Anubhuti Parajuli

Kathmandu is a crowd. City traffic is stuck at peak hours. At other times, it is all slow-and-go. Is it merely the result of the population growth? Or is it because more and more vehicles of all shapes, sizes and brands continue to hit the roads?

But there is more to it than meets the average eye. Another culprit is the elaborate conduct of VVIP traffic, as the cops stop the small fry from having motored rides or drives, for full

one hour or more, in preparation. The Indian Supreme Court once ruled that if the government wanted uninterrupted passage for VVIPs, it should provide copters for them. But let the public alone. Foreigners need quite some time to get into the mysterious ways of how our traffic code works. A month or so ago, a Japanese Baba learnt it at some price. Kiyoshi Baba, in Nepal to teach, free of charge, the locals the do’s and don’ts of traffic sense, must have been knocked senseless at New Baneswor, though not physically by a speeding vehicle. For one from a country where discipline and rules are sacred to all, high and low, it must have been a major accident of his life - unforgettable.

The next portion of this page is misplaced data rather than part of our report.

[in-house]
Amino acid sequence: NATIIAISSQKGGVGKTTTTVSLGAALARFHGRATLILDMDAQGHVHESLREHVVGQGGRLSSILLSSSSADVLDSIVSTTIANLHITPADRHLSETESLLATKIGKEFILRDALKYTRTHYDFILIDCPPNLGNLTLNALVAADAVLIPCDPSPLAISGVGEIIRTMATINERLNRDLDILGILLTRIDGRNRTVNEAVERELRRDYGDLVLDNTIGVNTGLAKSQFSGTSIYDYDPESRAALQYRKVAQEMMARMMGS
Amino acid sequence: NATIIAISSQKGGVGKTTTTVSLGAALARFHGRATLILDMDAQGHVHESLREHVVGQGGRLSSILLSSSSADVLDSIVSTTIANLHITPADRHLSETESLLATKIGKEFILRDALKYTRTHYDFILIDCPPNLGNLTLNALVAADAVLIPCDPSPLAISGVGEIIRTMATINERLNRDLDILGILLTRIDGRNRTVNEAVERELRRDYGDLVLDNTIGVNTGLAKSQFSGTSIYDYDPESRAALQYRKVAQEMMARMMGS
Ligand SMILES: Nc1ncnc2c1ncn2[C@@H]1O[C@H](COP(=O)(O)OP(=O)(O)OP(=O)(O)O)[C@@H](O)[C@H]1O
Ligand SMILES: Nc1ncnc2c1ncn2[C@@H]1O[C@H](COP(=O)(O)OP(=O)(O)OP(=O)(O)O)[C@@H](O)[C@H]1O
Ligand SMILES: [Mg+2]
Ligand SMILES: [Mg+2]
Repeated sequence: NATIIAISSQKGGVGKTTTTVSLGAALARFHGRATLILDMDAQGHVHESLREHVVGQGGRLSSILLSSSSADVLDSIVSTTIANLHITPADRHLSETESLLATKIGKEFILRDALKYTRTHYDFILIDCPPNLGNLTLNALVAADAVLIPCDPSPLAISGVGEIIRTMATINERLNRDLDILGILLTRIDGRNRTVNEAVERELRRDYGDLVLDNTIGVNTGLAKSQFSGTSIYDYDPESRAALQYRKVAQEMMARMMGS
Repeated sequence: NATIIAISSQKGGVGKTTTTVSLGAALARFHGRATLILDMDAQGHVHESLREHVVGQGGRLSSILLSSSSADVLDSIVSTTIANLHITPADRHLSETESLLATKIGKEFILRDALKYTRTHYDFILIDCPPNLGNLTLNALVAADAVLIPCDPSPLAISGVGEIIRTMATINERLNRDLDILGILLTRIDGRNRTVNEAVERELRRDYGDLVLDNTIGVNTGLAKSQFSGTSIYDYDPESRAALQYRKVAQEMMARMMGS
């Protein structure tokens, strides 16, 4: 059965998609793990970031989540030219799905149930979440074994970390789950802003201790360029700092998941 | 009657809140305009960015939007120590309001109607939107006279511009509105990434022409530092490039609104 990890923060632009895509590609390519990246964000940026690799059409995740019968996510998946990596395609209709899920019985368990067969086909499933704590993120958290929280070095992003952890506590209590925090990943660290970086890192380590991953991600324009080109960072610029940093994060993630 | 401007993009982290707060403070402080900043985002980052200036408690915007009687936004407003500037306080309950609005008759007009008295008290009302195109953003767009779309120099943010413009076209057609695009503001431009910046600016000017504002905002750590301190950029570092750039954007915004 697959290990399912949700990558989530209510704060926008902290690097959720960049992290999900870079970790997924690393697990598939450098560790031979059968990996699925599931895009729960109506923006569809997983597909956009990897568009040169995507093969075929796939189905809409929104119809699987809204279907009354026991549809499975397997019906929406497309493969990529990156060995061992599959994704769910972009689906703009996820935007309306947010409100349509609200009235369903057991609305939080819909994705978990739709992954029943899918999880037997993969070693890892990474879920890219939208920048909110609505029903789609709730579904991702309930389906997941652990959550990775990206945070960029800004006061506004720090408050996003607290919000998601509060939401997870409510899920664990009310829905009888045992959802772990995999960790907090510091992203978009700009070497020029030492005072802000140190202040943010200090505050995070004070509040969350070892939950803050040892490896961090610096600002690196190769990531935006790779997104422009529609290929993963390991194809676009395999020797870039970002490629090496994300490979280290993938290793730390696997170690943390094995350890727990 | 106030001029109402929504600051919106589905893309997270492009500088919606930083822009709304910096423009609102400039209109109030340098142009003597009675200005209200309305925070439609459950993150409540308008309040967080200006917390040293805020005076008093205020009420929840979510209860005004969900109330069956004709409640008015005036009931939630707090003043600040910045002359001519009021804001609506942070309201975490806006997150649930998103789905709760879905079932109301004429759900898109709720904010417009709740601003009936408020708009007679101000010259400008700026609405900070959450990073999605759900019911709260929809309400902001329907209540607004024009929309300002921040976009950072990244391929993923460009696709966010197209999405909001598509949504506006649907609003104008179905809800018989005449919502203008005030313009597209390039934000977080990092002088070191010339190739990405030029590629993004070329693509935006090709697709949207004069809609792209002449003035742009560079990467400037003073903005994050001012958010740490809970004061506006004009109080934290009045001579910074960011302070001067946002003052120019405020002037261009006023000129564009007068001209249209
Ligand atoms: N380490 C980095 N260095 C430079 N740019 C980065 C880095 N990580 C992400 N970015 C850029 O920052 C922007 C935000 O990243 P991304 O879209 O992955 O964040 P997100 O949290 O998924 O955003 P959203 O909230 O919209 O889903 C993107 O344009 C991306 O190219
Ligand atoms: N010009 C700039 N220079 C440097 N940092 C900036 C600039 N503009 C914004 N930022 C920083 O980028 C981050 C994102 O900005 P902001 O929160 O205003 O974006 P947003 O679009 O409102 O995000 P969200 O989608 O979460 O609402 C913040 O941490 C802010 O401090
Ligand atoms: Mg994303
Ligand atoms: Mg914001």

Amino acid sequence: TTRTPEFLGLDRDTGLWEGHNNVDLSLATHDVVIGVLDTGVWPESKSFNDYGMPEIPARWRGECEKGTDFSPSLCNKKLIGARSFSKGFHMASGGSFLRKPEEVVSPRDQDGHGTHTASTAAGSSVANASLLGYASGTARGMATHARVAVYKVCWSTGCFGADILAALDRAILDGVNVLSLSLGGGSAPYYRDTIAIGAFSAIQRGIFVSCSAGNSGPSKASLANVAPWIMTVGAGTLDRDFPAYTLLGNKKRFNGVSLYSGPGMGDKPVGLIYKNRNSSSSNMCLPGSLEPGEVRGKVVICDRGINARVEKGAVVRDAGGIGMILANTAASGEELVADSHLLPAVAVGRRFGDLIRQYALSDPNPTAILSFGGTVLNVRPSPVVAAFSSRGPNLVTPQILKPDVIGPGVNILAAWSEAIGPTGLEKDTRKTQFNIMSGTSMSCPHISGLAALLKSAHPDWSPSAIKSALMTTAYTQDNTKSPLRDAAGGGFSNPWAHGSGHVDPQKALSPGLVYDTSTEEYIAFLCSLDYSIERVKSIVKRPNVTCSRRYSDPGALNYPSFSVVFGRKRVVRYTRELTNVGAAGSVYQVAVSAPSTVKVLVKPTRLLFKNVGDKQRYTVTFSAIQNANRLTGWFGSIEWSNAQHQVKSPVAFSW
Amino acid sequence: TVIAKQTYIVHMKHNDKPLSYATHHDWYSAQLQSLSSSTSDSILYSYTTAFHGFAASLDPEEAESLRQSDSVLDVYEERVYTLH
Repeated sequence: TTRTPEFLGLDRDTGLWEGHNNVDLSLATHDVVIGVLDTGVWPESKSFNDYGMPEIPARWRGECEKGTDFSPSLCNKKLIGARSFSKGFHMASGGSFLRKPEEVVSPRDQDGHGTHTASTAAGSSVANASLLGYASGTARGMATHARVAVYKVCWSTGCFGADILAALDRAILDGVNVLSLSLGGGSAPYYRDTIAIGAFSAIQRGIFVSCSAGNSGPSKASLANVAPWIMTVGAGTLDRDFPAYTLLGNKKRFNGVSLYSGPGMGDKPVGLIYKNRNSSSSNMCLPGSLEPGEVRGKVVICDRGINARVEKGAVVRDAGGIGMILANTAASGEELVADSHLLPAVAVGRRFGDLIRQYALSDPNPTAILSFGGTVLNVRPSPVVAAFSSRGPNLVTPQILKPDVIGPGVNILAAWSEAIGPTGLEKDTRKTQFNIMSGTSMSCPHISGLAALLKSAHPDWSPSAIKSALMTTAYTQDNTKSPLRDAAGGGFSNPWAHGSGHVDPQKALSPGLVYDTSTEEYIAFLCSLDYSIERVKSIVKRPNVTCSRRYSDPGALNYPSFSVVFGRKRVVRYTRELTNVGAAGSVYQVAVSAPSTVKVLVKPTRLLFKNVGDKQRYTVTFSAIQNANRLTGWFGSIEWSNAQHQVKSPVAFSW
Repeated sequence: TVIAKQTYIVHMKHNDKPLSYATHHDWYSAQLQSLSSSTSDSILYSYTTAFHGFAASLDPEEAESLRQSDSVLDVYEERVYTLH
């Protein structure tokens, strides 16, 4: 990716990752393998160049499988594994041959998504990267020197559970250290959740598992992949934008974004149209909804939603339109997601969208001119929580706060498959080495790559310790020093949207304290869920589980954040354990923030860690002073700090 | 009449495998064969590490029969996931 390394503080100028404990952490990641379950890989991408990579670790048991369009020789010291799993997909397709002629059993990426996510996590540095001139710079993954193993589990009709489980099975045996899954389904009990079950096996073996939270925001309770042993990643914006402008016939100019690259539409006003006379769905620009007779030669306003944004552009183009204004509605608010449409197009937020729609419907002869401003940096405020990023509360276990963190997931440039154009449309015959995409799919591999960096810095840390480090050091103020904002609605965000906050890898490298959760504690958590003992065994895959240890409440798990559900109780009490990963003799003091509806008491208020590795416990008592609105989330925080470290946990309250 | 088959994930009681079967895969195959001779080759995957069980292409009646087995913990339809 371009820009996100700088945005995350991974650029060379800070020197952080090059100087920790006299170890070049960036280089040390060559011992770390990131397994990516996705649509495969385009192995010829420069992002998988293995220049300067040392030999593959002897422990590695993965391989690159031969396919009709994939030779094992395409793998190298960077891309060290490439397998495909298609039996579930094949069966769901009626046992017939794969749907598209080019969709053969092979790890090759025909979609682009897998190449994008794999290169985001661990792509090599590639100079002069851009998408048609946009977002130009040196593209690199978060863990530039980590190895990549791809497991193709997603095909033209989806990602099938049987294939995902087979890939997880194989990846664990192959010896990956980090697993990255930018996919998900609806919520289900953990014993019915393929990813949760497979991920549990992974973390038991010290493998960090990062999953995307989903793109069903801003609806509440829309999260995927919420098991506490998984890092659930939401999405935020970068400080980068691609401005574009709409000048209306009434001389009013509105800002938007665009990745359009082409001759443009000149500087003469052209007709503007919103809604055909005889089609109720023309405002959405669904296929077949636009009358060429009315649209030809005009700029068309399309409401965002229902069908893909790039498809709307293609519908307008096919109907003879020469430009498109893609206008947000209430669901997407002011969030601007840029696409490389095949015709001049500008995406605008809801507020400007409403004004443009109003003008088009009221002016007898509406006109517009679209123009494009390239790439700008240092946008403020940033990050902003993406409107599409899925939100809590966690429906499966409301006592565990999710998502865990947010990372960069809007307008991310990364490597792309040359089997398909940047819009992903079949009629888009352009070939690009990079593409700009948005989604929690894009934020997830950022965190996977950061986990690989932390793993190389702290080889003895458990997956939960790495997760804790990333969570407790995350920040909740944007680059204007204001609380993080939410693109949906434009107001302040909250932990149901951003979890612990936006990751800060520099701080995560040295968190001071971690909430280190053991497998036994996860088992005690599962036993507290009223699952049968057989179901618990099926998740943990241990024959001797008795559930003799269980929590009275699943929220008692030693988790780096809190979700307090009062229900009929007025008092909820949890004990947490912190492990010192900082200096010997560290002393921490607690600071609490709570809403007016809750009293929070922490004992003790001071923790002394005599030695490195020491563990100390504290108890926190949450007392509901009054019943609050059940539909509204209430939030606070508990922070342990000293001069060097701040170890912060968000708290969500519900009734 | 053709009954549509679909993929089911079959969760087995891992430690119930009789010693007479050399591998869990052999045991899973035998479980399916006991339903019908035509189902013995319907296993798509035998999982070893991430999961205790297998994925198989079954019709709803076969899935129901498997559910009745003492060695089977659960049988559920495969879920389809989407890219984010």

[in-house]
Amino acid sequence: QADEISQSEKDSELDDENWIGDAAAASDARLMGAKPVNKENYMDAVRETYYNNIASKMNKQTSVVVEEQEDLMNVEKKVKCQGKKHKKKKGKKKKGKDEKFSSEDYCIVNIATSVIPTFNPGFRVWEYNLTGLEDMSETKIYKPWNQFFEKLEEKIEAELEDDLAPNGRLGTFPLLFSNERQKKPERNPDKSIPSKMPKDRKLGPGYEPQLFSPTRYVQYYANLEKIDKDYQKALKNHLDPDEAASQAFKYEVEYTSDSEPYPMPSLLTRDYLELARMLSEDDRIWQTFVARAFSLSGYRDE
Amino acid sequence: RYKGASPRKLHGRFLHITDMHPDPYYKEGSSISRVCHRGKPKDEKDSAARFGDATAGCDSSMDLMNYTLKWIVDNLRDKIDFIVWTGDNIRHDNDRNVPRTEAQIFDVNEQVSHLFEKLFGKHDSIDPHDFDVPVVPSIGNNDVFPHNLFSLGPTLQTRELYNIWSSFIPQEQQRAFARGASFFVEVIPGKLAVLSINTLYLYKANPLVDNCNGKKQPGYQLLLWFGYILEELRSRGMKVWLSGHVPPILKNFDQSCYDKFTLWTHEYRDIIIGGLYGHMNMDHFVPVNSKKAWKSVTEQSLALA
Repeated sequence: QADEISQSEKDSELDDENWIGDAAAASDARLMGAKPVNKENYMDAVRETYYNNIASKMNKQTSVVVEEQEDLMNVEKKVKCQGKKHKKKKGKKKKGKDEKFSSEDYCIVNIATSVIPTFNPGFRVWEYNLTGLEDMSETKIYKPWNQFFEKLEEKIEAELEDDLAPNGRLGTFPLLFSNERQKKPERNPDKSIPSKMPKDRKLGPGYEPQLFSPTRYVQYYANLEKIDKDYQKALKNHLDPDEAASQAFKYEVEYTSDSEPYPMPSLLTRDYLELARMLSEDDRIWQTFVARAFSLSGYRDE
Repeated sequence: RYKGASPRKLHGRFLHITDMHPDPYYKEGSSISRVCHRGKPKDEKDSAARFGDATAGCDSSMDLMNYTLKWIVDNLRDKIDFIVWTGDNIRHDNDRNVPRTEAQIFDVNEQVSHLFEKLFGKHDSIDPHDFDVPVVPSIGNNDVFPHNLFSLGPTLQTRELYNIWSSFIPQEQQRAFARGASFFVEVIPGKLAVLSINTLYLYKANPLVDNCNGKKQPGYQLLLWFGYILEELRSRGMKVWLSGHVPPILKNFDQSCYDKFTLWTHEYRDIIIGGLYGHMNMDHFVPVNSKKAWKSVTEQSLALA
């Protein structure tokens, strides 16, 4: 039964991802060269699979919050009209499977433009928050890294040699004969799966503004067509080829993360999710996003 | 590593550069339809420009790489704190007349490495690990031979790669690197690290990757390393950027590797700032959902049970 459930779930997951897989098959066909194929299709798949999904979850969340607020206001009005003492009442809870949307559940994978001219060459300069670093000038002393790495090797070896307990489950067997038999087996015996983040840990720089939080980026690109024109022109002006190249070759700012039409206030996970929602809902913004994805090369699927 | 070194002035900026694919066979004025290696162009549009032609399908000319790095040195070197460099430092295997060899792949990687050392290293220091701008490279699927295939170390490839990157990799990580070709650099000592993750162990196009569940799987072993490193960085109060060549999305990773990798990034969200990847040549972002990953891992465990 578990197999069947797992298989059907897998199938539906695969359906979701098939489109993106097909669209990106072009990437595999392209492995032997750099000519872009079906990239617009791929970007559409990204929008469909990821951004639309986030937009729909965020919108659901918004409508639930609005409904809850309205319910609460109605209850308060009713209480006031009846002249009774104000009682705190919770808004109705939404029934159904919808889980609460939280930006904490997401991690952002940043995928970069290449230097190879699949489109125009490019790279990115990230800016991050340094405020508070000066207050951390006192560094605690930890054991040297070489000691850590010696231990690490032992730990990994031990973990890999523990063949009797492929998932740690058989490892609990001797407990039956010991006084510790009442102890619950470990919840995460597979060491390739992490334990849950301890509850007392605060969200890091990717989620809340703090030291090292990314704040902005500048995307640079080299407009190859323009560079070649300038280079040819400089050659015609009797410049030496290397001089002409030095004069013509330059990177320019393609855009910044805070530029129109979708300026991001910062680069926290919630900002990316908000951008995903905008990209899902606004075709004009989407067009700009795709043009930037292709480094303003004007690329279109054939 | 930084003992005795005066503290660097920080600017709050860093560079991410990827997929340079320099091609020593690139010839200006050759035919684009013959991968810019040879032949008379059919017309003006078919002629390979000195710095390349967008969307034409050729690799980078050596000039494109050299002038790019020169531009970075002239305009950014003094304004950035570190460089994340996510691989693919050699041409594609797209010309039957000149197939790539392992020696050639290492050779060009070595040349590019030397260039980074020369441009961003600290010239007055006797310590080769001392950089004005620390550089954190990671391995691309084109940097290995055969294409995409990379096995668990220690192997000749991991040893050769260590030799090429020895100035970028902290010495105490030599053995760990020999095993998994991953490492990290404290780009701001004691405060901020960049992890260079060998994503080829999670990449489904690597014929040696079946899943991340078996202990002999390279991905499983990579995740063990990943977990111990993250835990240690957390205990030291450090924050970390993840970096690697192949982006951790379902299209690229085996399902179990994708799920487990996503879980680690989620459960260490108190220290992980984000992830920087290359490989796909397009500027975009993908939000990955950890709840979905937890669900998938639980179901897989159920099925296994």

An old Nepali saying goes, “laws are made for the weak, not for the strong.” So, for our cops, when they are driving, there is only one traffic light, Green; there are never One Ways; and there is no No Parking Area. Red lights, no parking areas, and one ways are meant for the lesser mortals. Kiyoshi Baba had culture shock when he made the mistake of stopping somebody when he was running a light. ‘Licence! Licence!’ he firmly demanded from a DIG of the Armed Police Force. He hadn’t carried a licence, either. There was a heated argument and a scene, as the crowd of the pedestrians clapped and shouted in support of the guest teacher, to no small embarrassment of the biggie. But, in fact, it was Baba who had got really booked, by being sent to a ‘reserve pool,’ and then as the result of a compromise perhaps, he was kindly considered for labour on the footpaths - taking care of jaywalkers. Only Lord Pashupatinath could do something about our traffic mess, if ever He waked up. Until then Baba and other like-minded persons can only sing Sayonara, Sayonara!